Last week, I asked: Where is Catalonia?
In northeastern Spain.
The Catalonia region is known for the lively beach resorts of Costa Brava as well as the Pyrenees Mountains.
Before my recent trip to Barcelona, the regional capital, people warned me about the protests.
Catalonia would like independence, their language is slightly different, and they feel Madrid, the capital of Spain, is spending too much of Catalonia’s tax money on other parts of the country.
Catalonia is quite well-off and has had some of its independence taken away recently.
It’s another case of too much news.
I was there five days and saw no demonstrations.
I did go by a street near the university where a street was blocked off, tents were set up, but no one was around.
I have an IHG (think Holiday Inn family) credit card so I booked their boutique hotel, The Indigo.
The location was great.
I have traveled extensively but can always learn something.
I should have checked the week before my arrival because the prices were lower.
I should have cancelled and rebooked.
Will always check now.
The hotel was great as was their restaurant.
It was only two blocks, or so, along tree-lined streets with plenty of benches to the main plaza where all the tours buses start.
There are three routes and only one goes by the Basílica de la Sagrada Família.
The church is ornate beyond belief and the inside with towering pillars has brilliant stained glass windows.
It will be years before it is finished.
When Gaudi was asked if he realized he would never see it finished he replied, “There is no hurry. My Master can wait.”
The church is scheduled to be completed in 2026, the hundred year anniversary of Antoni Gauds’ death – 144 years after the first stone was laid.
It is already a UNESCO World Heritage Sites and funds to complete it come from donations and entry fees.
If you want to visit you should buy tickets on line that designate the entrance time.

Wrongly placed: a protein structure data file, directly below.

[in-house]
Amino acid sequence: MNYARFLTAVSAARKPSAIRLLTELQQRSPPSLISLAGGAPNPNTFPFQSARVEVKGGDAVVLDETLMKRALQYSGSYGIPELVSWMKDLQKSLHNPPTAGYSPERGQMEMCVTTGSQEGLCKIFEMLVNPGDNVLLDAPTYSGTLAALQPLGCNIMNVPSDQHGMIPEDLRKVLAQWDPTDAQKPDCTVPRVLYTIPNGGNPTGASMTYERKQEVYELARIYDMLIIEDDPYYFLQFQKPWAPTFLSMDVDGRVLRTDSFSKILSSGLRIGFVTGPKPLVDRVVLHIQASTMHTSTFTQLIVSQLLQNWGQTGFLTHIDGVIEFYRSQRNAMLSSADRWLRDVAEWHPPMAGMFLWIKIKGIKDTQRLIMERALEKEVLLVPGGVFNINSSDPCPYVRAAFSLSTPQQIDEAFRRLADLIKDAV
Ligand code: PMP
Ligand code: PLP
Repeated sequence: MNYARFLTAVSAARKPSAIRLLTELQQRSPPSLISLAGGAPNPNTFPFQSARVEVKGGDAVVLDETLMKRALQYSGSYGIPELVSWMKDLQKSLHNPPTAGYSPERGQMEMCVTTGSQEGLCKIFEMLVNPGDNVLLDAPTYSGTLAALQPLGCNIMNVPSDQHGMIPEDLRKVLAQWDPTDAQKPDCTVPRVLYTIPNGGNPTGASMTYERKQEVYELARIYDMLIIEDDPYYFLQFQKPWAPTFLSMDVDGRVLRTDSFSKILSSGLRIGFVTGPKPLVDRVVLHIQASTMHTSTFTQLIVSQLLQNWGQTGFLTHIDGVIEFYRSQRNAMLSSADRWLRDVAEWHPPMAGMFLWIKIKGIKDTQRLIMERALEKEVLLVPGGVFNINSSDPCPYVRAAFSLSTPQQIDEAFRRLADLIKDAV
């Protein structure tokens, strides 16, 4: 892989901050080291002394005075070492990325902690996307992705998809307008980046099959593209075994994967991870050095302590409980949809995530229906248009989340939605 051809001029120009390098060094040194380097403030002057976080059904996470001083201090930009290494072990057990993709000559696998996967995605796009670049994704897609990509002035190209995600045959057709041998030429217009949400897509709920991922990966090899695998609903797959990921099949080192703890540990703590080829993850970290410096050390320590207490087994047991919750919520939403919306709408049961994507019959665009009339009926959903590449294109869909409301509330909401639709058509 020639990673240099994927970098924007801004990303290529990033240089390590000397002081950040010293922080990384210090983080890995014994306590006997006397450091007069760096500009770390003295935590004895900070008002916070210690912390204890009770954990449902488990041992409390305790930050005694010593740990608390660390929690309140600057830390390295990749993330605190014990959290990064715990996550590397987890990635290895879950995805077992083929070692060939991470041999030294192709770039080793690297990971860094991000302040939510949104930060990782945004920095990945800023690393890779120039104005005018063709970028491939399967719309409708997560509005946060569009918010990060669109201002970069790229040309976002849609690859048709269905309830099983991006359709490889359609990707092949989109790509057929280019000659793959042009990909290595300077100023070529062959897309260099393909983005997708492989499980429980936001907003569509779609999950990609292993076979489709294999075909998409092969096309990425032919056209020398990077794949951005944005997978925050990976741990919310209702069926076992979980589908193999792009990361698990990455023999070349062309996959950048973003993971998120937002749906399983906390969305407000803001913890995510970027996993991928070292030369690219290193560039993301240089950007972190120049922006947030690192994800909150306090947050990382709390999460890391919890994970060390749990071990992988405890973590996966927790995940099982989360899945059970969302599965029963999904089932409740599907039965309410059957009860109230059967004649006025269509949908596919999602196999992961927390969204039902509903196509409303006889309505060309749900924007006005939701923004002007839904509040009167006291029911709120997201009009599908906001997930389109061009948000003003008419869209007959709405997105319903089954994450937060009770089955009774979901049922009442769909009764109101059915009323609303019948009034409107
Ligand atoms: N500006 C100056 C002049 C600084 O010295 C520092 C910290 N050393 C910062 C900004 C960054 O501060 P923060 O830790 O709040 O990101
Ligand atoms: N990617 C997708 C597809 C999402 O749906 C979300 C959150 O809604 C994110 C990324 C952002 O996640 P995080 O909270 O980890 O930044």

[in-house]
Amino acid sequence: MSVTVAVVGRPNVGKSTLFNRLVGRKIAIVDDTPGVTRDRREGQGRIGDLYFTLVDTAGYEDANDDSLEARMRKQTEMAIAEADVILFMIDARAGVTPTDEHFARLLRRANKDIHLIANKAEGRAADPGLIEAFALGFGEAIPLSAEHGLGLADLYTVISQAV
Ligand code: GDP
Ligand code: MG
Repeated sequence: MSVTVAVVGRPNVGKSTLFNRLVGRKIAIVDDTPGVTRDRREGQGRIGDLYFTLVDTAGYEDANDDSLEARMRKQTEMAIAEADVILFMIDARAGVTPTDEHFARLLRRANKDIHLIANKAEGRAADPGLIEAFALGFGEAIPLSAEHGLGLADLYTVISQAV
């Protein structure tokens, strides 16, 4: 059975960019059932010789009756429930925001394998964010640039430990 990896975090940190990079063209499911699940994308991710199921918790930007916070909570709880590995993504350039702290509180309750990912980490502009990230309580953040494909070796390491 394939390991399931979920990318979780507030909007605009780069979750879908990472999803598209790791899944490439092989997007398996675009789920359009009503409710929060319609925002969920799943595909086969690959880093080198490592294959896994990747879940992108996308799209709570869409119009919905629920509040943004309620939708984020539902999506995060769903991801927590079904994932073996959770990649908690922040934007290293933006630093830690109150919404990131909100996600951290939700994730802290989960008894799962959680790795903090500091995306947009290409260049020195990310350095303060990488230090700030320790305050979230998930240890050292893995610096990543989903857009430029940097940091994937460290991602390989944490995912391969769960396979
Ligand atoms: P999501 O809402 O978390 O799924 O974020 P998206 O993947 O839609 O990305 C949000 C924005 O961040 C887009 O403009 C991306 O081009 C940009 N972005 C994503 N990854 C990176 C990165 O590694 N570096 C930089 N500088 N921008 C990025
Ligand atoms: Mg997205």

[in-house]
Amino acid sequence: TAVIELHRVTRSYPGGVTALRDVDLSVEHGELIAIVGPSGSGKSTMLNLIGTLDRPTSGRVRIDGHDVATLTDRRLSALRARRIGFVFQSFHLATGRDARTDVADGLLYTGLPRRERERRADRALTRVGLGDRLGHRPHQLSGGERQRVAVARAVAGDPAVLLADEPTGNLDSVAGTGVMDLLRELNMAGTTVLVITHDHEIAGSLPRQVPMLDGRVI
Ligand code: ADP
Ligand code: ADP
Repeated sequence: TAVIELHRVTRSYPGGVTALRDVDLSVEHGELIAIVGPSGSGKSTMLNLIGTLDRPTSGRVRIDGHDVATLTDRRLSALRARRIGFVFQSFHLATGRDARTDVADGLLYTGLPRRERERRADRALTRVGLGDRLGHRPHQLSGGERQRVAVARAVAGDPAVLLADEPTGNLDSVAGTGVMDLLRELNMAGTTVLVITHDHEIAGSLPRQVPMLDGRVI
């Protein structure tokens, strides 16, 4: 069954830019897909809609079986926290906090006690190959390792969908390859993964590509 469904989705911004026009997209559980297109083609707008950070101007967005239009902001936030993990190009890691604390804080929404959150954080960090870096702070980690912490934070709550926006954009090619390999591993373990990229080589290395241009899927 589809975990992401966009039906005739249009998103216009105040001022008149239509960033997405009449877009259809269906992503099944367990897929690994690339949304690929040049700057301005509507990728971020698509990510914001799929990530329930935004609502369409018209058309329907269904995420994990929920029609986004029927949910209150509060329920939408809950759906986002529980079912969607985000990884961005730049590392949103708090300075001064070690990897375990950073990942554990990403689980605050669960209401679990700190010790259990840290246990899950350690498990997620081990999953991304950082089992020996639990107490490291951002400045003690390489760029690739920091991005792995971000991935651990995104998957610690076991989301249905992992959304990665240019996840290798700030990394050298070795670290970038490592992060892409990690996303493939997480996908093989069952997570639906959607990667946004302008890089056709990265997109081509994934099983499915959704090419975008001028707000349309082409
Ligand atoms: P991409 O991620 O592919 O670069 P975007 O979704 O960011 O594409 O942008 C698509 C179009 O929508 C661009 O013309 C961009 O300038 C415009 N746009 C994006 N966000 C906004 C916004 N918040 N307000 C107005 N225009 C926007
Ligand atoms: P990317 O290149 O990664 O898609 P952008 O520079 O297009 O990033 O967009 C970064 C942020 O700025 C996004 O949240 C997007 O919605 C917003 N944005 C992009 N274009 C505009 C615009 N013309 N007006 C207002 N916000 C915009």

There was a long line when I was there.
Gaudi’s work is so unique it got so I could recognize the other buildings he designed.
You can’t say you have been to Spain without going to a flamenco show.
There are several places to see flamenco.
I picked the Palacio del Flamenco because it is a refurbished 1920s theater dedicated to the art of flamenco.
The show was flashy and energetic.
There are a choice of tickets: dinner and show (I never like to mix the two), show and tapas, and, my choice, show and a libation.
I would have liked it better if there was a brochure that explained the individual dances and where they originated.
The violin player was incredible.
Afterwards I couldn’t find a cab and people kept pointing to a place down the road where taxis stop.
I walked back to the theater and the receptionist said just hail one with a green light New York style.
Most cabs in Europe take credit cards; there is little need for local currency.
I spent one day at Poble Espanyol, a Spanish village where each geographic area of Spain is represented by architecture and culture.
It was great but… it was the Day of the Dead.
I thought the USA had high dibs on Halloween costumes.
How ethnocentric of me.
The place was packed, glad I had a pass, with families all in costumes.
It was fun but I wanted to see the crafts and, while they were there, it was not the focus of the day.
There were too many family activities.
There is also the Fran Daurel Art Museum which I really enjoyed because I didn’t have time to go to any other art museums.
Travel Trivia Tease™: Where is the Lorelei?
Look for the answer next week.
Sandra and her husband, John, have been exploring the world for decades, always on the lookout for something new and unique to experience. We have sailed down the Nile for a week on a felucca, stayed with the Pesch Indians in La Mosquitia, visited schools in a variety of countries, and — to add balance to our life — stayed at some of the most luxurious hotels in the world. Let the fun continue!